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14-3-3γ was shown to bind to 194 phosphorylation site on STAR at the initiation of steroidogenesis. PKA phosphorylation of S194 was shown previously to induce STAR activation by twofold (Arakane et al., 1997). Therefore, a model was proposed in which 14-3-3γ protein physically blocks the accessibility of STAR S194 for PKA phosphorylation and therefore maintains STAR at basal activity. Such negative regulation, however, is terminated by the dissociation of 14-3-3γ from STAR, thus allowing significant induction of steroidogenesis (Aghazadeh et al., 2012) (Fig. 4A ). In light of the observations that the transduceosome assembly, TSPO polymerization, and increased STAR expression occur shortly after cAMP/hormone stimulation, it was not clear why there is a delay in reaching maximum steroidogenesis induction. The time-sensitive mechanism of action of 14-3-3γ suggests that this protein contributes, at least in part, to the delay in steroidogenesis induction. Why this lag period might be necessary for steroidogenic cells is yet to be elucidated. The termination of 14-3-3γ function was shown to coincide with increased homodimerization of this protein (Aghazadeh et al., 2012), suggesting a protein regulation mechanism. Indeed, 14-3-3 phosphorylation and/or high expression were shown to contribute to protein self-homodimerization which alters the protein function (Shen et al., 2003).

Figure 4. Induction of endogenous steroidogenesis via blockage of 14-3-3 protein negative regulation. 14-3-3γ and ɛ are negative regulators of steroidogenesis. Initially upon hormonal stimulation, acetylated 14-3-3γ monomers interact with STAR and block the PKA-dependent phosphorylation of this protein on S194, retaining STAR in its basal activity. Later on, 14-3-3γ phosphorylation and high levels of protein expression induce homodimerization of this protein and dissociation from STAR. (A) When steroidogenesis is highly increased, 14-3-3ɛ scaffold protein translocates to mitochondria where it regulates the TSPO microenvironment and, by intercalating between TSPO and VDAC1, negatively regulates the import of cholesterol into mitochondria, thus controlling the rates of T formation. (B) T production can be induced by using biologics that block the interactions between 14-3-3ɛ and VDAC1 on S167 (), which allows the formation of more efficient TSPO–VDAC1 interactions. This prompts cholesterol import into mitochondria and increases T formation in the absence of gonadotropin.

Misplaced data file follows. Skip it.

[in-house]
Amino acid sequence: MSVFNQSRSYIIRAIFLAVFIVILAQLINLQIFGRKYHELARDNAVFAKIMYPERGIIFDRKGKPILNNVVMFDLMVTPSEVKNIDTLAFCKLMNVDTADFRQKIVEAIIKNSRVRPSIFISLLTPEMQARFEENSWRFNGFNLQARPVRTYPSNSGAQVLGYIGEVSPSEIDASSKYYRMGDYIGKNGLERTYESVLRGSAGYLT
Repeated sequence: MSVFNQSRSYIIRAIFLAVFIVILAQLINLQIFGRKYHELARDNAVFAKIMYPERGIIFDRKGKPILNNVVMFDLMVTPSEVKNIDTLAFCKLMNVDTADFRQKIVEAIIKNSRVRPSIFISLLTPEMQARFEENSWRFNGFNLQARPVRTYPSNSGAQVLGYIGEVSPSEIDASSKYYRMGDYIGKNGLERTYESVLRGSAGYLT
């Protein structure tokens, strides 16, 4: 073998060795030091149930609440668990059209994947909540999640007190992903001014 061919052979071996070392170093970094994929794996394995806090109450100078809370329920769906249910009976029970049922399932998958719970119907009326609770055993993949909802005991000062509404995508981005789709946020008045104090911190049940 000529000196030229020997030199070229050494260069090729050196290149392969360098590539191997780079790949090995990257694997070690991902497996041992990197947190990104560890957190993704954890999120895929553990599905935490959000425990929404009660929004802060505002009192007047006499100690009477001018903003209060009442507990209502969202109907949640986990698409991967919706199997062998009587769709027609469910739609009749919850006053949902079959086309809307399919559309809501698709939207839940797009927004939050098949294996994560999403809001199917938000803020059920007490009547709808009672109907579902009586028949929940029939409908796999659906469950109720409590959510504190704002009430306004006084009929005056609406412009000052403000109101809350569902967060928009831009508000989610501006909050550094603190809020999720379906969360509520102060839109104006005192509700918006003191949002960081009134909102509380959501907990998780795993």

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Once 14-3-3γ releases STAR, a second regulatory mechanism for cholesterol import to mitochondria is activated that involves 14-3-3ɛ. The regulatory role of 14-3-3ɛ has a later onset but is maintained long term. 14-3-3ɛ anchors to mitochondria through interacting with TSPO, thereby regulating cholesterol and ligand binding to TSPO throughout steroidogenesis. When steroidogenesis is highly induced, 14-3-3ɛ interactions with VDAC1 are increased. The primary interaction sites were identified to be VDAC1 S167. This Ser residue is located on the lateral side of the protein accessible for interaction with OMM partners such as TSPO. Therefore, 14-3-3ɛ intercalation between TSPO and VDAC1 blocks their efficient interactions, thus affecting the rate of cholesterol entry into mitochondria (Aghazadeh et al., 2014, 2012) (Fig. 4A).

Additional studies were conducted using a cell penetrating sequence conjugated to a short sequence of VDAC1 containing S167, and of STAR containing S194. Such fusion peptides successfully compete out 14-3-3ɛ and 14-3-3γ interactions in MA-10 cells. As a result, the negative regulatory role of 14-3-3γ and ɛ is ablated and therefore cells produce more steroids acutely at the initiation of steroidogenesis, or long term, respectively. Furthermore, peptides containing VDAC1 S167, administered directly to the testes of adult male Sprague–Dawley rats, induced testicular and plasma T levels in a dose-dependent manner (Fig. 4B), independently of LH (Aghazadeh et al., 2014). Modeling studies suggest that these peptides can mimic the VDAC1 docking to 14-3-3ɛ in rats as well as in humans due to high homology of 14-3-3ɛ and VDAC1 across species and the 100% conservation of the 14-3-3ɛ motif. These biological fusion peptides are therefore potential tools to induce T levels in men diagnosed with androgen deficiency (Aghazadeh et al., 2014).